What opportunities are afforded by soft electronically active materials for architecture and our environment? How can we use soft electronically active materials to bring intelligence to, augment and expand the environments we design and inhabit? In what ways does work with computational textiles and soft material connect with textile crafting traditions and traditions of craft in architecture? We will explore these questions through project based work where learning happens through making. There are weekly projects introduced by a weekly class lecture and/or demonstration. There is also a required lab time to enable students time to work on their projects.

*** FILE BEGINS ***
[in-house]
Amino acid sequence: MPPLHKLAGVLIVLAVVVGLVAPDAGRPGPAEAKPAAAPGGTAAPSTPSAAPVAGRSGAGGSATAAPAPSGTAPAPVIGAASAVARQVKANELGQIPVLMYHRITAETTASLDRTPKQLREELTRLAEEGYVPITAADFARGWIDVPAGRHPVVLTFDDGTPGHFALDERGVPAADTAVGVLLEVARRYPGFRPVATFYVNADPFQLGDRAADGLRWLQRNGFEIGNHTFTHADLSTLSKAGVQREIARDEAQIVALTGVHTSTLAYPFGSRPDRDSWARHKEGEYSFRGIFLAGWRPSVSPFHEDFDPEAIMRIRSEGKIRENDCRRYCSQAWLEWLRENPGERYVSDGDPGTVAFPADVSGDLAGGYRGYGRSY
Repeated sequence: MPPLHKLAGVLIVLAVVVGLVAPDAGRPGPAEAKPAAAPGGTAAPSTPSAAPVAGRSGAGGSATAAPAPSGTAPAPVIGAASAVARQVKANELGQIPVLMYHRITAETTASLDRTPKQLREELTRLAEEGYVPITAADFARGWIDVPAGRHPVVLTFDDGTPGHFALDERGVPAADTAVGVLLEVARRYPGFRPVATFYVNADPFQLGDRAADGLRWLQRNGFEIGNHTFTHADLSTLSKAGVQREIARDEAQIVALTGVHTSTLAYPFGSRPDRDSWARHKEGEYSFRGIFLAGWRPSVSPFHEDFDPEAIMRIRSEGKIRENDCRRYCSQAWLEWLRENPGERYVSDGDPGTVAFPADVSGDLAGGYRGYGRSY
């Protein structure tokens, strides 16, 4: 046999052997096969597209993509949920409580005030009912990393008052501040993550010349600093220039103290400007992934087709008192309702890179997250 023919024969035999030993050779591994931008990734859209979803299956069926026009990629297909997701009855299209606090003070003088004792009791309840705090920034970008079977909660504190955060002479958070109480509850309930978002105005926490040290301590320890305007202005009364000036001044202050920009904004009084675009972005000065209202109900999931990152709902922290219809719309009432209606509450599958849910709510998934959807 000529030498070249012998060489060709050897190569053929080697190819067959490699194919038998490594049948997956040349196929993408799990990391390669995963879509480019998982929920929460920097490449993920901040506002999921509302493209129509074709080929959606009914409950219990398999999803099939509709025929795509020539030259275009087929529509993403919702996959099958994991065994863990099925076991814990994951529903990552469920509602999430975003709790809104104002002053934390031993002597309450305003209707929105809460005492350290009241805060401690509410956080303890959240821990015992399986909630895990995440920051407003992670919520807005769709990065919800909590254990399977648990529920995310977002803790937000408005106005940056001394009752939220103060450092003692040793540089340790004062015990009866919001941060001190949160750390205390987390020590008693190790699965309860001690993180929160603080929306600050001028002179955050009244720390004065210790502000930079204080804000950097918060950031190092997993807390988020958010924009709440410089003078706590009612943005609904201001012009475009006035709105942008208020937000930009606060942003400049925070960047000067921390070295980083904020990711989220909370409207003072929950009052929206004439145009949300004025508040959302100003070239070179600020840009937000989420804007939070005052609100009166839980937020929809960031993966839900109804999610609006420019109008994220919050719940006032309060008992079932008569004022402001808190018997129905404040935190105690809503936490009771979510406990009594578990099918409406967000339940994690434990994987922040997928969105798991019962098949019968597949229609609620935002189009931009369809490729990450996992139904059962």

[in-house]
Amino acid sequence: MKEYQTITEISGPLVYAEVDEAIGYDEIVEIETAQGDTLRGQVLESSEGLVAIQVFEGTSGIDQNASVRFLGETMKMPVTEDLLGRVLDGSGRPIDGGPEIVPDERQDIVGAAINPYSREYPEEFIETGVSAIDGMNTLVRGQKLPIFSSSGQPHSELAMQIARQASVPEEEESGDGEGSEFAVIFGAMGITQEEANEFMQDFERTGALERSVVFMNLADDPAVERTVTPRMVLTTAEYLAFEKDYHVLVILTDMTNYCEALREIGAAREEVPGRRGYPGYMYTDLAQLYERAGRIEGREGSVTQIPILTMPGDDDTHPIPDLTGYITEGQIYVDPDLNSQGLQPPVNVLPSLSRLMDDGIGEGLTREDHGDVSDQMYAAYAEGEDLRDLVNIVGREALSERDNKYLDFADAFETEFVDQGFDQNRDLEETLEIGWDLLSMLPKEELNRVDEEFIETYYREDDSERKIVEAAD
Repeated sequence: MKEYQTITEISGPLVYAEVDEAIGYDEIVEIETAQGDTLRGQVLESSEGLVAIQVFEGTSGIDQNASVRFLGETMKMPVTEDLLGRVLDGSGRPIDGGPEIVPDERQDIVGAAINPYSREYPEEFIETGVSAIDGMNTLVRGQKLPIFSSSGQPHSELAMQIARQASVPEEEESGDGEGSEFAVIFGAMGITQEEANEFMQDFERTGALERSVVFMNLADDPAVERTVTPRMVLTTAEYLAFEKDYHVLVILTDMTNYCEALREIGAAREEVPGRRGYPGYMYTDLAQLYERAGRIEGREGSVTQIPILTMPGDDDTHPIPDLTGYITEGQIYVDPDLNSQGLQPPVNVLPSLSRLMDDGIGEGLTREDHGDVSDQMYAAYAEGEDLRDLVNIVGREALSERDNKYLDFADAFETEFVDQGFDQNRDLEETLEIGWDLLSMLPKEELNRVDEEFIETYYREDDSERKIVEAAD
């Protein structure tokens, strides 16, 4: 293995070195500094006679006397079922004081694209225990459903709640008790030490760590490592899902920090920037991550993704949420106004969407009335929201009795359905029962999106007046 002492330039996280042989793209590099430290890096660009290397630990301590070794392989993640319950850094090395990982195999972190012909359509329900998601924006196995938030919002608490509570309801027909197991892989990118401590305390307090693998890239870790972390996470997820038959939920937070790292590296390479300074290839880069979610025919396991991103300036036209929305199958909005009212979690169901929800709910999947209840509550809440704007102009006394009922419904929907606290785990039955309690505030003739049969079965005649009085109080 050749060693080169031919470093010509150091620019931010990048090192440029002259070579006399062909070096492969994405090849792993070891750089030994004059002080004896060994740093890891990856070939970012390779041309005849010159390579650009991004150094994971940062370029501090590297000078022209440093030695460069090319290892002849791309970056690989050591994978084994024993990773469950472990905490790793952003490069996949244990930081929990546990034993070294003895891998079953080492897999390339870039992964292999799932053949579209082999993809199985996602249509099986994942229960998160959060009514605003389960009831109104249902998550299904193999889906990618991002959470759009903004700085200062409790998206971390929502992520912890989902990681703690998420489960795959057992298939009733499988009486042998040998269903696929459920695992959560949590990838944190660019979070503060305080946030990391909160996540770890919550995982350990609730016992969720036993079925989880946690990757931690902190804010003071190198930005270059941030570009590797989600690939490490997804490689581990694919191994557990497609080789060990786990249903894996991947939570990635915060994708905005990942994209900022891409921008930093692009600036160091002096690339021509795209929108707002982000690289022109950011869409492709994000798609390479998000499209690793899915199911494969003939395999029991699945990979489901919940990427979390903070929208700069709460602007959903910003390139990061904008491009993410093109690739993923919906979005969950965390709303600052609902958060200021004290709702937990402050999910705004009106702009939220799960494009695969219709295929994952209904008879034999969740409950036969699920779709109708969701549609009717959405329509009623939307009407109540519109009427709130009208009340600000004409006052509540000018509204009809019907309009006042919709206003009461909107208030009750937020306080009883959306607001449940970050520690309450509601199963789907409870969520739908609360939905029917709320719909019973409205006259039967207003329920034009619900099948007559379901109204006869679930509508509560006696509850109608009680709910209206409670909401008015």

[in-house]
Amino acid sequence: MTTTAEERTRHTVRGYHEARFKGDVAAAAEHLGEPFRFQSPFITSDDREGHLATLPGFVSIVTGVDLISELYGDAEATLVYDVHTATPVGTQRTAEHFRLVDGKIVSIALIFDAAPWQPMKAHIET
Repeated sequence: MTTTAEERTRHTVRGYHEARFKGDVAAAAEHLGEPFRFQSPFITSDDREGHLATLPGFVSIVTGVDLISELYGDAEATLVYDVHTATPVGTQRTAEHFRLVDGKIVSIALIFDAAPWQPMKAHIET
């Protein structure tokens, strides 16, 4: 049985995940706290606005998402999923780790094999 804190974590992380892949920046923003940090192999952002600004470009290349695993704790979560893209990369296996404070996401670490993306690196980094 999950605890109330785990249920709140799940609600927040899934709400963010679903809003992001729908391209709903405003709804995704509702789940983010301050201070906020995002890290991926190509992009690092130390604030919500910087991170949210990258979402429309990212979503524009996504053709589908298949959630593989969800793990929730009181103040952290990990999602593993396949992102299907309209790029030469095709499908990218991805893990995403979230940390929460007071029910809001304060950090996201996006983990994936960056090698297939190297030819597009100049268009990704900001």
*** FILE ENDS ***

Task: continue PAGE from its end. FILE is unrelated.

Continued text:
Skills that students take away from this course include how to make soft circuits and soft electronic materials; how to 3D print textiles, how to do some basic Arduino and Rhino Python programming, how to design and develop their own electronically active yarns, fabrics and other soft materials such as plastic, latex and wood veneers; how to work with shape memory alloys and other actuators such as water, and air; how to make different kinds of hand crafted and ‘machine’ crafted textiles. Other forms of knowledge that students will take from this course include an understanding and appreciation of soft, flexible materials in the development of architectural space; an understanding of several different computational methods for soft fabrication; understanding frameworks for developing soft built works in the environment. No previous experience with programming or fabricating with soft materials is required.